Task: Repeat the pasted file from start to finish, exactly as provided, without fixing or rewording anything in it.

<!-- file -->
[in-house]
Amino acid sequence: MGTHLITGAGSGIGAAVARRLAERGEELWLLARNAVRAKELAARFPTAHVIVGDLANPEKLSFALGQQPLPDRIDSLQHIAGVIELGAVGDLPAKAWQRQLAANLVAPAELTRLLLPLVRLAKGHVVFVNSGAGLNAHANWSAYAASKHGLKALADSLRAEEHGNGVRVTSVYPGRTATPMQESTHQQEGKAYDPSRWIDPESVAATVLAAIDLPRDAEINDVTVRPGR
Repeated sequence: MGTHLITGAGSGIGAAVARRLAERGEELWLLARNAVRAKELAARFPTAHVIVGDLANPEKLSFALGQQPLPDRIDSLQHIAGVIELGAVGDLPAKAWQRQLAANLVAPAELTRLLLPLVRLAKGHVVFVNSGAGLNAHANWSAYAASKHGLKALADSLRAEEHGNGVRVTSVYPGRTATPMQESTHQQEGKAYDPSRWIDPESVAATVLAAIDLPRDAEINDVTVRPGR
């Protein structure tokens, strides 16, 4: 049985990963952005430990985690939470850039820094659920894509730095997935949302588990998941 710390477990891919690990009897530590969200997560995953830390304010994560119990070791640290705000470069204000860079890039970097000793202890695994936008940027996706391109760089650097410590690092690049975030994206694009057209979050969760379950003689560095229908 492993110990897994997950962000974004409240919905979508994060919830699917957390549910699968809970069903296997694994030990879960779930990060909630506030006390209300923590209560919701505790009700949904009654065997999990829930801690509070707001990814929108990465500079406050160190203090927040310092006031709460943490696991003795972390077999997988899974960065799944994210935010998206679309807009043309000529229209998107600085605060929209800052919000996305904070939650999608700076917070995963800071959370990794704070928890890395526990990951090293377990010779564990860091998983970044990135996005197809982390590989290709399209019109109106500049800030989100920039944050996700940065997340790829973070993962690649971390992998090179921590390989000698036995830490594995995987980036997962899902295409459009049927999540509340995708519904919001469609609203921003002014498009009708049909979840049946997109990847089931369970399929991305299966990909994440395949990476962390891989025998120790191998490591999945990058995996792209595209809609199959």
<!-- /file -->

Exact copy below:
[in-house]
Amino acid sequence: MGTHLITGAGSGIGAAVARRLAERGEELWLLARNAVRAKELAARFPTAHVIVGDLANPEKLSFALGQQPLPDRIDSLQHIAGVIELGAVGDLPAKAWQRQLAANLVAPAELTRLLLPLVRLAKGHVVFVNSGAGLNAHANWSAYAASKHGLKALADSLRAEEHGNGVRVTSVYPGRTATPMQESTHQQEGKAYDPSRWIDPESVAATVLAAIDLPRDAEINDVTVRPGR
Repeated sequence: MGTHLITGAGSGIGAAVARRLAERGEELWLLARNAVRAKELAARFPTAHVIVGDLANPEKLSFALGQQPLPDRIDSLQHIAGVIELGAVGDLPAKAWQRQLAANLVAPAELTRLLLPLVRLAKGHVVFVNSGAGLNAHANWSAYAASKHGLKALADSLRAEEHGNGVRVTSVYPGRTATPMQESTHQQEGKAYDPSRWIDPESVAATVLAAIDLPRDAEINDVTVRPGR
């Protein structure tokens, strides 16, 4: 049985990963952005430990985690939470850039820094659920894509730095997935949302588990998941 710390477990891919690990009897530590969200997560995953830390304010994560119990070791640290705000470069204000860079890039970097000793202890695994936008940027996706391109760089650097410590690092690049975030994206694009057209979050969760379950003689560095229908 492993110990897994997950962000974004409240919905979508994060919830699917957390549910699968809970069903296997694994030990879960779930990060909630506030006390209300923590209560919701505790009700949904009654065997999990829930801690509070707001990814929108990465500079406050160190203090927040310092006031709460943490696991003795972390077999997988899974960065799944994210935010998206679309807009043309000529229209998107600085605060929209800052919000996305904070939650999608700076917070995963800071959370990794704070928890890395526990990951090293377990010779564990860091998983970044990135996005197809982390590989290709399209019109109106500049800030989100920039944050996700940065997340790829973070993962690649971390992998090179921590390989000698036995830490594995995987980036997962899902295409459009049927999540509340995708519904919001469609609203921003002014498009009708049909979840049946997109990847089931369970399929991305299966990909994440395949990476962390891989025998120790191998490591999945990058995996792209595209809609199959």